I commend you for your dignity, grace and diplomatic behavior.
      Best,
      Lauren

  7. Tanja says:

    I worked at the Delta Hotel in Mississauga Ontario. I met a girl who did not like me at all. She would do anything to get me in trouble, you name it, she did it. I was kind. I know it was nothing I did, because her response towards me was right away before she even knew me. I was bullied. Management was afraid to talk to her as well. She was a bully and she bullied others into submission. At first, I questioned myself. Was it something I did? Am I just not likeable person? But, I eventually quit. I have come to learn, she must have been jealous. She was angry within herself. It could have been any newcomer to that work place and she would have done the same. But, I try to walk away if I ever were to come across that again. Sometimes, in a work place, unfortunately, all you can do is quit!!!

    • Tanja, thank you so much for sharing your experience. I am sure many people can relate to what you shared with us here. I am hoping that personnel and human resources departments will take these issues seriously, as they are not uncommon in the workplace.

  8. Dani says:

    I have had the experience of realizing that sometimes people need a place to direct negative energy, and they direct it at others for no logical reason. They may be mean-spirited or unhappy with their personal lives. They may be secretly so insecure they need to hurt others to feel superior. Either way, they aren’t worth the effort that it takes to accommodate, please or befriend them. I experienced this myself at work several years ago and ended up distancing myself from the woman when our desks were moved. I then made a point of avoiding her for as long as possible. When a baby shower was held for me when I was pregnant with my daughter, she presented me with a beautiful hand-made baby blanket. I found it to be a terribly weird gesture but thanked her anyway. Somehow, distancing myself from her had turned her opinion of me around. My daughter encountered this with another child in her first years of elementary school and I had to get the school counselor involved. Thankfully, we received a lot of empathy and she wasn’t placed in the same class with the girl again.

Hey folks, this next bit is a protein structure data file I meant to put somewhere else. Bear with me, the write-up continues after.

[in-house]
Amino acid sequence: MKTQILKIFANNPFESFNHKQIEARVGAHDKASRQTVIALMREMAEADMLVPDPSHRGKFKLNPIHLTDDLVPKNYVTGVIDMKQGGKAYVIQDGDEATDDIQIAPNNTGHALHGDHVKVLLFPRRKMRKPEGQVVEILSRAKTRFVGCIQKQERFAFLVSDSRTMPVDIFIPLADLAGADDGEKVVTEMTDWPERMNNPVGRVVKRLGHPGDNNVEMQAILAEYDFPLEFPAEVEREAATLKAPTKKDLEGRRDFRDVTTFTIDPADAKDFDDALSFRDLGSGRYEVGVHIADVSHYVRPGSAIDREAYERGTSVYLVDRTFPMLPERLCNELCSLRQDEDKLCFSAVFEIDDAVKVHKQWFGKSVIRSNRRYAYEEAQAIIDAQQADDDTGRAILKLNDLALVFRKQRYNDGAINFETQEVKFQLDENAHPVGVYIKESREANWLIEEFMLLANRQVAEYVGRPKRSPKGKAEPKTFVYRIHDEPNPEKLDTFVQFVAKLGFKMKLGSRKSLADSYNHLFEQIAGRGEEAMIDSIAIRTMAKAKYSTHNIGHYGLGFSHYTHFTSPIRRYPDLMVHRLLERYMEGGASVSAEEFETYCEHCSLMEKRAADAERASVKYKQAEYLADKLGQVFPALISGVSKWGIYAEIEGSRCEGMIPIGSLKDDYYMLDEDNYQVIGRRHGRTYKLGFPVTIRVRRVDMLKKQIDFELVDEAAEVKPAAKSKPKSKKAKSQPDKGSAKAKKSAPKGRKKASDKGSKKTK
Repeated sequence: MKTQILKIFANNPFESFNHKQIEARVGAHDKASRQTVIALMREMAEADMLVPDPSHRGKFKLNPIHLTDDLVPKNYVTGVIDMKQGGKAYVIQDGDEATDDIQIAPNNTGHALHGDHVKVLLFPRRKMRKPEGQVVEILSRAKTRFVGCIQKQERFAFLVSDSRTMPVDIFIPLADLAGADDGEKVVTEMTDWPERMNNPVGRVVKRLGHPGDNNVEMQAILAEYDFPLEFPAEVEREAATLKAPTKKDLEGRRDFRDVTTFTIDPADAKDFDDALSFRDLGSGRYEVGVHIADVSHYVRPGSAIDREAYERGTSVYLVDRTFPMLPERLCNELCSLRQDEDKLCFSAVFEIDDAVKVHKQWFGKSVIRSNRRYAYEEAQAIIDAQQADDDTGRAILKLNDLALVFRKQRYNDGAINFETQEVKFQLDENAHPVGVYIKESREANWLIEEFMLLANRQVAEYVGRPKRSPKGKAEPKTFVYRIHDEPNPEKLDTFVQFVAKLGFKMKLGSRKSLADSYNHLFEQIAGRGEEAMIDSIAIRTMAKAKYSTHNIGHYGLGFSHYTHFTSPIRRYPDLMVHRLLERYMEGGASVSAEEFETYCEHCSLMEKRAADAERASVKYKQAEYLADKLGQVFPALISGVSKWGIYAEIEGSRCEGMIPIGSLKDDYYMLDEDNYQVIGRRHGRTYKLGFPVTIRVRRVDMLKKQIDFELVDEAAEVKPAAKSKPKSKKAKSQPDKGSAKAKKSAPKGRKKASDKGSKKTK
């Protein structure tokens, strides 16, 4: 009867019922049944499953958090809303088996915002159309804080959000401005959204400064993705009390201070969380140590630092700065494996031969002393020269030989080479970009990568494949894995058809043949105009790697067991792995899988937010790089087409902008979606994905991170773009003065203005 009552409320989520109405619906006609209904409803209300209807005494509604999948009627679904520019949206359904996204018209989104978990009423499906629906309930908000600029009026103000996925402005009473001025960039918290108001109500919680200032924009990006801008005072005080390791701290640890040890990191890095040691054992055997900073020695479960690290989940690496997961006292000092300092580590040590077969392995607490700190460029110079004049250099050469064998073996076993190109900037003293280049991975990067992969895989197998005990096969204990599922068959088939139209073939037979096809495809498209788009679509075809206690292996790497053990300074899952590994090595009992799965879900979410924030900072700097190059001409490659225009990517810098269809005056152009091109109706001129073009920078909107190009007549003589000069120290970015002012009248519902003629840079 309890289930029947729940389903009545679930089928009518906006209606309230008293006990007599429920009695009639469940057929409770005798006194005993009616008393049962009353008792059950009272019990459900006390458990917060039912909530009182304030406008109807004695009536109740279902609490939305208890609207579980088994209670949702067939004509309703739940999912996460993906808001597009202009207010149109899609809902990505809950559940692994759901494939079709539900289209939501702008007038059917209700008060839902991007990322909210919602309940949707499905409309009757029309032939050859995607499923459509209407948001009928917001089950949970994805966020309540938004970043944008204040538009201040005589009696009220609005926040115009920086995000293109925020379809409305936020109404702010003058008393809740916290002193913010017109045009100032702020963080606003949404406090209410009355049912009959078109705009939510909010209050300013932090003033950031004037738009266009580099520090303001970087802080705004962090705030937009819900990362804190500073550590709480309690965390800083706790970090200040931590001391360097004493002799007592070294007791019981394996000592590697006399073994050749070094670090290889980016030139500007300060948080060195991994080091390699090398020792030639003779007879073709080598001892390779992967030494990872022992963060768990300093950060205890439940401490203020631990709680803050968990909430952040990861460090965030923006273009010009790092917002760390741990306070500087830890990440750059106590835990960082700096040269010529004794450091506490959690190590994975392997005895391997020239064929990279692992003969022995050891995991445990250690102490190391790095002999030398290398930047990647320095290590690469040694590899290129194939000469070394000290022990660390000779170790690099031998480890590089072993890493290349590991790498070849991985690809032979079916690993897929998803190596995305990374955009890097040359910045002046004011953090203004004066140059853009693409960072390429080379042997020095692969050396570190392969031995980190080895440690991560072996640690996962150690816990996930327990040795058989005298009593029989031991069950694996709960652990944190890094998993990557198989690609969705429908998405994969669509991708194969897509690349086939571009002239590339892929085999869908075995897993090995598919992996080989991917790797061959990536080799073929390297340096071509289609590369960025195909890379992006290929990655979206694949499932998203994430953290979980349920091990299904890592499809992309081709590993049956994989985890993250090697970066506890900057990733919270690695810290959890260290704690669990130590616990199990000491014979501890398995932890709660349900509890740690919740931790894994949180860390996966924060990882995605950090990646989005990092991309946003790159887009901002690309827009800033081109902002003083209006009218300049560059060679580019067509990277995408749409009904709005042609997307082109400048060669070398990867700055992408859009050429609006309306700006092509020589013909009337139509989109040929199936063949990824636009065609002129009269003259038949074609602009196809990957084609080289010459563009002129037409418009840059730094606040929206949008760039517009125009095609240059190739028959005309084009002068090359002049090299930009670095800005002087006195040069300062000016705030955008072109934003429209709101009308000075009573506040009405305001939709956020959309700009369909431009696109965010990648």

• Thanks for sharing your experience, Dani. I also find that distancing myself from an ongoing relationship problem can bring new perspective, if not a change for the better.

      Also, some people are extremely shy, or lack communication skills. They may fear rejection, so they appear to be arrogant or standoffish. Or sometimes, as you noted, they’re just mean and they need a place to direct their negative energy. Either way, it’s important for each of us to spend as much time as possible with supportive people who want to get along.

  9. bronwyn says:

    It is easier to disregard such people in personal situations. When you en counter someone like this in a work relationship, it can become unbearable.

    • “Bronwyn” — you’re right, it can be very difficult to deal with “black hole” relationships at work. They’re common in families too, which are equally awkward and painful. (Been there, done that too.) Whenever I encounter those black holes, I remind myself of the good relationships I have. It helps.

  10. Amy F says:

    Love this article. When I finally realized that no matter what I did, everyone wasn’t going to like me (and I wasn’t going to like everyone) felt free and unburdened. Sure, having people like me is easier and preferable to disinterest or dislike, but it’s not realistic.